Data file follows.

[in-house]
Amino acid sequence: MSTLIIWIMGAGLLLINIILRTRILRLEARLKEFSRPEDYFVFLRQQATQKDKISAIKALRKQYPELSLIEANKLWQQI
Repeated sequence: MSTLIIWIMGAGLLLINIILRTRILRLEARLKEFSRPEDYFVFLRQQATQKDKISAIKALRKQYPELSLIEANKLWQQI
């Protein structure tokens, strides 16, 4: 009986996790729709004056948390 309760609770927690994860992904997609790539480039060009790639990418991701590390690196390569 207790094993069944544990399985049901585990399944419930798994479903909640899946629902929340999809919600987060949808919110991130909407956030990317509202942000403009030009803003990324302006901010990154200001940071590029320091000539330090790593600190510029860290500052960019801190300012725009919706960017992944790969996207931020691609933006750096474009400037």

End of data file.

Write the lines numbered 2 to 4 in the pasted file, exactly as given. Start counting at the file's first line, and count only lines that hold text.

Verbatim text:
Amino acid sequence: MSTLIIWIMGAGLLLINIILRTRILRLEARLKEFSRPEDYFVFLRQQATQKDKISAIKALRKQYPELSLIEANKLWQQI
Repeated sequence: MSTLIIWIMGAGLLLINIILRTRILRLEARLKEFSRPEDYFVFLRQQATQKDKISAIKALRKQYPELSLIEANKLWQQI
């Protein structure tokens, strides 16, 4: 009986996790729709004056948390 309760609770927690994860992904997609790539480039060009790639990418991701590390690196390569 207790094993069944544990399985049901585990399944419930798994479903909640899946629902929340999809919600987060949808919110991130909407956030990317509202942000403009030009803003990324302006901010990154200001940071590029320091000539330090790593600190510029860290500052960019801190300012725009919706960017992944790969996207931020691609933006750096474009400037």